Between utilising a Bugsy Malone hook and featuring the lazy cuisine of cold beans on toast in his videos, That’s Juvey? is an artist willing to use humour to get his serious message across.
Indeed, one of the most intriguing things about the young Ellesmere Port-born rapper is the snarling understanding of the industry that runs through his tracks. That is to say that for someone so young, That’s Juvey? (real name Kyle Owen) recognises that the music industry is a contrived and dangerous place: one he dissects and raps about with precise slices of spitting sarcasm. Speaking to him, he declared that he had “incorporated the idea of being the underdog in a competitive scouse scene into my music.”
He is part of a burgeoning scene of rappers who use the internet and YouTube channels to air their beats and bars. Channels such as UKUS and his own channel Little Raskal TV (based in Little Sutton and Ellesmere Port) co-ran with Blu Beatz are important mediums and representative of a changing industry.
On one such channel, the increasingly influential Lab TV, he successfully analyses the temptation to slip into a commercial coma “Downing beer, wearing chinos, rapping ‘bout my massive ego” before intricately outlining what might be considered his manifesto: “I am just me” – and this “me” is someone whose environment bleeds into his creative output.
This is music built on a foundation of Mersey-wit and grey boredom “They say we’re free but where we’re living makes it hard to succeed” and the two, wit and boredom; intertwine smartly in a series of shrewd tracks that fuse retro samples and modern concerns into an exciting sound, rooted in a rich heritage of influences. He commented “I value intricate patterns, complex rhyme schemes and originality as essentially important components of a good piece and thus artists such as Ghetts, Fliptrix, Jam Baxter, Big L, Big Pun, Rhyme Asylum were definitely people I looked up to.”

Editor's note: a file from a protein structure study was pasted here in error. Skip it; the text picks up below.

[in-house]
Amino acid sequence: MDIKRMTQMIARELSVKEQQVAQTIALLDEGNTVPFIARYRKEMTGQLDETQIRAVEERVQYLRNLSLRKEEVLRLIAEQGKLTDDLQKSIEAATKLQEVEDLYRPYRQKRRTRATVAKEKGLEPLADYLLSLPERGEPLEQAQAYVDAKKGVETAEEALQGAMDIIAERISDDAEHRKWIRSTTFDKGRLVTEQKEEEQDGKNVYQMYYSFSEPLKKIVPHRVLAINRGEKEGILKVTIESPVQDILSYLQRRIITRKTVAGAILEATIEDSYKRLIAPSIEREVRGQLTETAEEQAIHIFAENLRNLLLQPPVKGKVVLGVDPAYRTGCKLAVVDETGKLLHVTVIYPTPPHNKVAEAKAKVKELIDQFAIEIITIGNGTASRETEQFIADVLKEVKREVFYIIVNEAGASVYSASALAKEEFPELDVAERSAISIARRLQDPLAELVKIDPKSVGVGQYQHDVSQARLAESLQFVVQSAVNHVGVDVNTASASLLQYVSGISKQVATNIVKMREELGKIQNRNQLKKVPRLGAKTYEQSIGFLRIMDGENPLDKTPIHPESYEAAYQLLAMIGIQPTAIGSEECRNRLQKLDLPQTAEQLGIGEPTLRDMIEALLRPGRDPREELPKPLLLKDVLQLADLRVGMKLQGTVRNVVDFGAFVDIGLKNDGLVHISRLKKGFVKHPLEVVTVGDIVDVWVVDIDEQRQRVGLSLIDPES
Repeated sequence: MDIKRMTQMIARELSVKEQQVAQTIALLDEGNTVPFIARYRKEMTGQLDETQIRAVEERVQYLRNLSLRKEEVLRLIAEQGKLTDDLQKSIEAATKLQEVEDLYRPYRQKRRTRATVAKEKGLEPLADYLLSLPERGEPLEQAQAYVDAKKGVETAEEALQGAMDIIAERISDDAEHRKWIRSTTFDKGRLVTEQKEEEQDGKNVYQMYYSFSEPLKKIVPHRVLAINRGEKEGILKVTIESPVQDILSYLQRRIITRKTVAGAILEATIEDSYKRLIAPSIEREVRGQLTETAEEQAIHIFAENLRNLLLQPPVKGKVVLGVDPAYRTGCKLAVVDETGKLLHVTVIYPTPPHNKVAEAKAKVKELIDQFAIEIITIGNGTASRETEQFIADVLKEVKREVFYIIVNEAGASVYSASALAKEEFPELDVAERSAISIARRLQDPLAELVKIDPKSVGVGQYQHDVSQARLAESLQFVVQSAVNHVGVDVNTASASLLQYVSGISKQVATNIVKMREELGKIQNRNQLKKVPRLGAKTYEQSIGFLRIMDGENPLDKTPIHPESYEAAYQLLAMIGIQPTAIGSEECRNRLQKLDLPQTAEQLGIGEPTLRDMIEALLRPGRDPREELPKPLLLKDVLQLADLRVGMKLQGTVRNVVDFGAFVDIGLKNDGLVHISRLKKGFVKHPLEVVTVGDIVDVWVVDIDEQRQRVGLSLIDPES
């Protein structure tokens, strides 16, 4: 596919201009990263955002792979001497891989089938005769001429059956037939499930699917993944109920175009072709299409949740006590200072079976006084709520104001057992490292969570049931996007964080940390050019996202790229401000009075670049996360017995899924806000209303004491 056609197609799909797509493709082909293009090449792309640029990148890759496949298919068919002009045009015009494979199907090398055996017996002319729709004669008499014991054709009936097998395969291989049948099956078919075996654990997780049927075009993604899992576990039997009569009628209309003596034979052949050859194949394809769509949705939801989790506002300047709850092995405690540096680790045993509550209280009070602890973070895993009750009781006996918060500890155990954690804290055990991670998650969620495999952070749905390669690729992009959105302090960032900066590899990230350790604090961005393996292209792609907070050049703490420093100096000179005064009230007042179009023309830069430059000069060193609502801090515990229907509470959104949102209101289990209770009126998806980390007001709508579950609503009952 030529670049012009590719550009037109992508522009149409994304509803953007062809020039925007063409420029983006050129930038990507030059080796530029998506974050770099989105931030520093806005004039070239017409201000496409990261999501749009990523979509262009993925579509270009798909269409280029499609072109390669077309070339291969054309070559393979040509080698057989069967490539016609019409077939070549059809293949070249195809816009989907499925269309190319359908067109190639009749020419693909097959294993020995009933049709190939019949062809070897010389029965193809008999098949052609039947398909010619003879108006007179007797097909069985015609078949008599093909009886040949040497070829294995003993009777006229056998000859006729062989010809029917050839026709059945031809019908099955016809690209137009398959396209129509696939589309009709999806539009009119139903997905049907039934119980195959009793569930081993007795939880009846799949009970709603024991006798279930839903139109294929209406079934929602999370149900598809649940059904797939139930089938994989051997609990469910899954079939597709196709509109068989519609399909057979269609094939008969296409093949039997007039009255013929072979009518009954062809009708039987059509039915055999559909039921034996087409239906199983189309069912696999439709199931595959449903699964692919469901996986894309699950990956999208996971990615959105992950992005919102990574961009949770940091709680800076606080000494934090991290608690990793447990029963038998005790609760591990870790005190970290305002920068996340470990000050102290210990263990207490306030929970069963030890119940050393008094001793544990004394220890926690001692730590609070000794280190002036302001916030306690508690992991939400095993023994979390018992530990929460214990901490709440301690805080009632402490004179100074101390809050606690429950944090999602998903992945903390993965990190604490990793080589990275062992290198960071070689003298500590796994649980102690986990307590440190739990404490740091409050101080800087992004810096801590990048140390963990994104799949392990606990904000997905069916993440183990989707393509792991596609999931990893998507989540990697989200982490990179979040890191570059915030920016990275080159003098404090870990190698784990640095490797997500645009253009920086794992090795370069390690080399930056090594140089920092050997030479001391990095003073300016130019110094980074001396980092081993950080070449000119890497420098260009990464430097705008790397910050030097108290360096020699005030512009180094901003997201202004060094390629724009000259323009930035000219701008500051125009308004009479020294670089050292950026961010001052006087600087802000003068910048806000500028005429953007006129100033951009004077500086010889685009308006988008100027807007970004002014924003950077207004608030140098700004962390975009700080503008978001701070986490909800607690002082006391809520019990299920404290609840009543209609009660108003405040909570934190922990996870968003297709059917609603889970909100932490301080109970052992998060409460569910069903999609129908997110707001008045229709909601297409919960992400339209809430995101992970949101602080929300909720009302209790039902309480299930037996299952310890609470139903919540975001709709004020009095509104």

Interestingly, another influence on his sound came from stations on Grand Theft Auto: San Andreas – a particularly current way of discovering music, and another sign of the contemporaneity of his lyricism. Morrissey got his inspiration from Oscar Wilde, That’s Juvey? finds it in video games.
Twitter, the horse scandal, Britain’s Got Talent and hipsters are referenced in rhymes that twist and turn in quick seconds and though the temptation is to dump every young British rapper into an invented lump of hooded thugs, there is a deft intelligence in That’s Juvey?’s lyrics reminiscent of an ‘Original Pirate Material’ Mike Skinner.
If Skinner was The Streets then That’s Juvey? might well be considered The Street Corner, a place where humour and heartbreak collides on cold evenings in crumbling British towns.
We should gather round and listen.